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DNA Tests On Litterbugs


Dropping litter is definitely annoying, disrespectful and anti-social, but does it necessitate police interaction? And not just interaction but the taking of DNA samples for potential DNA tests? According to recent reports, the police are seeking powers to take samples for DNA tests from people committing minor offences such as dropping litter. Failing to wear your seatbelt, speeding and just for being suspicious in general – if this power is granted, a police officer will be able to pull you over and take a piece of your very identity – your DNA, using a mouth swab.

DNA is used extensively in fighting crime; samples are used for tests which can establish whether or not a suspect is connected to a crime scene for example. But many believe tests for minor offences will be a waste of police time.

DNA Tests Raise Ethical Questions

There are investigations ongoing into the current national DNA database controversy – the largest of its kind in the world. Adding the DNA samples of those committing minor offences will mean the scale of the database will be huge. DNA tests can be valuable, but there are concerns that these tests could be used unethically. As it is, civil liberty groups are concerned about the number of children and young black men on the national DNA database.

Using Tests or Minor Offences

There are fears that the increased use of DNA samples for minor offences that could be used in DNA tests is criminalising a generally law-abiding public. Aside from the civil liberty issues, the increased use of taking DNA samples could stretch an already over-stretched police force. Some civil liberty groups are accusing the government of obtaining DNA samples that could be used in DNA tests ‘by stealth’ and critics of the database are finding it hard to justify taking DNA samples for such minor offences.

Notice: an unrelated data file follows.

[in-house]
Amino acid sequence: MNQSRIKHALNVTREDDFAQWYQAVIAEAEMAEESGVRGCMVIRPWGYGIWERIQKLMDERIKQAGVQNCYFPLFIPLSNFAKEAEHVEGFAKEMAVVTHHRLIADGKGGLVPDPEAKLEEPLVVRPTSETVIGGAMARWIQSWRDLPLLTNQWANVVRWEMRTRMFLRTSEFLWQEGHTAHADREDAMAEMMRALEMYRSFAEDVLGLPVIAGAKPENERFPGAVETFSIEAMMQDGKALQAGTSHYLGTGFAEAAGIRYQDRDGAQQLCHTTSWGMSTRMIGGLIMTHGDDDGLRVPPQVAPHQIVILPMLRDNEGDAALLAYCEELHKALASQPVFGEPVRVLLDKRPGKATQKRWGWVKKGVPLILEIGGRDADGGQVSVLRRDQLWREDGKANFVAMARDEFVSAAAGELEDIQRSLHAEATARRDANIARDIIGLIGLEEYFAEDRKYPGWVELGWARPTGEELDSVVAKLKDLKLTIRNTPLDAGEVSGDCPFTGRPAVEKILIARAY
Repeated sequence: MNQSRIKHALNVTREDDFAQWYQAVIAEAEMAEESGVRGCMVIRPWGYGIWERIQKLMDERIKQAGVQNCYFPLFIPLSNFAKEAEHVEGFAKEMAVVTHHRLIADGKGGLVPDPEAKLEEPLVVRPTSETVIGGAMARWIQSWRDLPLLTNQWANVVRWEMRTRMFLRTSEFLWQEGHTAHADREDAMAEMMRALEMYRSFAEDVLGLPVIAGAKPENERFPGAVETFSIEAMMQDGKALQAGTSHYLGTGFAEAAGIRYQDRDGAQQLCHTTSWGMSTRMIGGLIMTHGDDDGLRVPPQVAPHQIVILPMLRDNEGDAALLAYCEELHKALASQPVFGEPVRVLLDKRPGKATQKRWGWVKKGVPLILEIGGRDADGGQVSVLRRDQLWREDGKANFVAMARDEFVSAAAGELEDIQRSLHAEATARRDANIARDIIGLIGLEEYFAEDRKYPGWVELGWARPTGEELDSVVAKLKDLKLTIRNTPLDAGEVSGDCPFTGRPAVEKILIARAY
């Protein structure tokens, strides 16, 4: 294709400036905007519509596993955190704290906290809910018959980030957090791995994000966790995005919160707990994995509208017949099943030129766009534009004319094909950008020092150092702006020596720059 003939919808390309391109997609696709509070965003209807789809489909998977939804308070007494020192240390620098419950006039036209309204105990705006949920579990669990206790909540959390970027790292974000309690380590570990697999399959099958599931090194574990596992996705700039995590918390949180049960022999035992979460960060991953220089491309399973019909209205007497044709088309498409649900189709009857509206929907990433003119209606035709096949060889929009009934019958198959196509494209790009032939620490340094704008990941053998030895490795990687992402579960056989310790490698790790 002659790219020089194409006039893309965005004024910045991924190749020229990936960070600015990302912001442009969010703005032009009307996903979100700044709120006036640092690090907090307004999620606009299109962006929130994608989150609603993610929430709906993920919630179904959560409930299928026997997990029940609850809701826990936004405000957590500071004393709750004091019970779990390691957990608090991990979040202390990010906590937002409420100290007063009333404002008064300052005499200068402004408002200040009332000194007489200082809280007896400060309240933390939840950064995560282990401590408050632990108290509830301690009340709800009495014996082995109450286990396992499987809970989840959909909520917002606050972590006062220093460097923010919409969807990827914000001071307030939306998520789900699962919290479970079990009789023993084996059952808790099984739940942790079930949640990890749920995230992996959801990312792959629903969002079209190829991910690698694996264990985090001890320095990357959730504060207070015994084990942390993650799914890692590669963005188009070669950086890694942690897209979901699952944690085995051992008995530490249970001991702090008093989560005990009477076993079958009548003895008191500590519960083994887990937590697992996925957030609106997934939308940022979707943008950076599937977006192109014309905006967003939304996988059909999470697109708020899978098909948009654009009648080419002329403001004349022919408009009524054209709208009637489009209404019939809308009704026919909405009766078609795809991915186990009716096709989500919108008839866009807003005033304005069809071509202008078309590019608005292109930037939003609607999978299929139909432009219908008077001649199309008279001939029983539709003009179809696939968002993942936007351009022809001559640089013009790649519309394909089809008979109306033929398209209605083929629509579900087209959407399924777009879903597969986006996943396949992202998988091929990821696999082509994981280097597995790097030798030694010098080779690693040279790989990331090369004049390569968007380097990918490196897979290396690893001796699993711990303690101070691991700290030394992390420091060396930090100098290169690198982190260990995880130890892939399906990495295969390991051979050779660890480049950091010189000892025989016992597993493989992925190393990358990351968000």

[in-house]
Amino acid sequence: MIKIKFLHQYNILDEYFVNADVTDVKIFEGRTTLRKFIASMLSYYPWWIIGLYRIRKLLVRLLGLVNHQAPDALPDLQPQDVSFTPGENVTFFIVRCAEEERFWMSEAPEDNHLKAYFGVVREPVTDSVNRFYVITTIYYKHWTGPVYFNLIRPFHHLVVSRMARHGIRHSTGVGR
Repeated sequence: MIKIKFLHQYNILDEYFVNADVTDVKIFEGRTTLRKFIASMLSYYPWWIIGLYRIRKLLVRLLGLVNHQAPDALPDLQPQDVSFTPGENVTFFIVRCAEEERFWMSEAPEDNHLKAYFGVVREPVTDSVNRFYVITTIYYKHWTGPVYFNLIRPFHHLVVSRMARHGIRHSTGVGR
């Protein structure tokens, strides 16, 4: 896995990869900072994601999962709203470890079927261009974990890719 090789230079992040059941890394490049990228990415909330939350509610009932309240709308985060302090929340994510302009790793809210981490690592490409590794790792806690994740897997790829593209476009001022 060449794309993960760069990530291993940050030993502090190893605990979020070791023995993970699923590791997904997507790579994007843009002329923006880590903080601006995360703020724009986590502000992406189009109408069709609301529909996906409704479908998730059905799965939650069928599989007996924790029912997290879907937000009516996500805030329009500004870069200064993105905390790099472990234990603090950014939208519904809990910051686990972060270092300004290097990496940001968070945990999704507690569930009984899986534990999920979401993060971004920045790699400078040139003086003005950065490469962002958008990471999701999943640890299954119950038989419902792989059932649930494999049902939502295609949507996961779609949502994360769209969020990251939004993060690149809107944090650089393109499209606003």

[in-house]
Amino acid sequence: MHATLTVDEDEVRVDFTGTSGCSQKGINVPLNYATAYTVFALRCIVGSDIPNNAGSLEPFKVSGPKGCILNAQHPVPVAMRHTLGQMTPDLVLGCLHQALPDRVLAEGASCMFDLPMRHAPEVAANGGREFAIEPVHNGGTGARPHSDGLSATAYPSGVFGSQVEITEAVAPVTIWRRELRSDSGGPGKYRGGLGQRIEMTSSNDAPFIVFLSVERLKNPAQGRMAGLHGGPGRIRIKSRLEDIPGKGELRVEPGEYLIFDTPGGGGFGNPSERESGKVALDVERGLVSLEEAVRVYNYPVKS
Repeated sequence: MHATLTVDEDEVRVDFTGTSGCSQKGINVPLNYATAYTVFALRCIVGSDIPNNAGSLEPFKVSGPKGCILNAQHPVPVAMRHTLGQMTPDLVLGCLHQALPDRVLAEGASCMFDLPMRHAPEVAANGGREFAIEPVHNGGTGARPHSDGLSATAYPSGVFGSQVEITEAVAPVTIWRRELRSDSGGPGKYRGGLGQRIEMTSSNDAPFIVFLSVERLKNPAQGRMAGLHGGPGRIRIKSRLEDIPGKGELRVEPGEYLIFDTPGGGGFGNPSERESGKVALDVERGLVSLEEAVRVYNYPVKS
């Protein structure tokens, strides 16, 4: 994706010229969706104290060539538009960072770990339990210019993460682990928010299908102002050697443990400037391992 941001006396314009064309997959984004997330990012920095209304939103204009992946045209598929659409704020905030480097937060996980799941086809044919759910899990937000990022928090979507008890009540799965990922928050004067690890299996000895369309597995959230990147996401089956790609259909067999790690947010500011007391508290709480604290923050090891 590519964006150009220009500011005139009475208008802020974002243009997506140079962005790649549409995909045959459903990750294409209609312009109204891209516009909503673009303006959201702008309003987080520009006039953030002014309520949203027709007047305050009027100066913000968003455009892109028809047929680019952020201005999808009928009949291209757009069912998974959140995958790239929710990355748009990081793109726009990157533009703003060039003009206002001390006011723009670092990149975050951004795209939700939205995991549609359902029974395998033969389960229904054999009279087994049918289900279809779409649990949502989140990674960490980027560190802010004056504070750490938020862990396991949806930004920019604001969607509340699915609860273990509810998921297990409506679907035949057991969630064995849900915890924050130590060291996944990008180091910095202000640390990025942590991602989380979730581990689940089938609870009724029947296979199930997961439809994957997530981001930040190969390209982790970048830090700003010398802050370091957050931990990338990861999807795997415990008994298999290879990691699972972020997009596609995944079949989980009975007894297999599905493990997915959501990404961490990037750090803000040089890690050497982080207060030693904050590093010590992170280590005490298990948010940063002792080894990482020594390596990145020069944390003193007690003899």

Public Enquiry into Testing DNA

There are currently thought to be over 100 DNA samples of children under the age of ten on the database – the idea that a child who is not yet old enough to be accountable for a crime is on the database has enraged some civil liberty groups. The database costs hundreds of millions of Pounds to maintain. A public inquiry has been launched into the database as DNA tests represent a huge invasion of a person’s privacy. To take a DNA test such as a paternity test for example, consent is needed. There are concerns that the DNA database criminalises people and takes their control away. Some MPs are calling for a serious debate on the issue before the powers of the police are extended.

The chair of the National DNA Database, Tony Lake, has since dismissed the notion of taking DNA samples for minor offences such as dropping litter.

Dog Poo DNA Testing

Local councils and private individuals are turning to dog poop DNA testing in order to reduce the amount of dog litter on the streets. The problem of dog owners not picking up their dog mess is becoming a problem across the UK and many other countries. Dog poop DNA testing is proving hugely effective in cleaning the streets an getting irresponsible dog owners to clean up after their dogs. All dog owners in a community would need to register their dog’s DNA with the authorities who would in turn get the dog’s DNA profile stored in a database. If any poop is found on the street or in a park, a sample can be collected and run against all the dog DNA profiles in the database. A match, and you have found the culprit.

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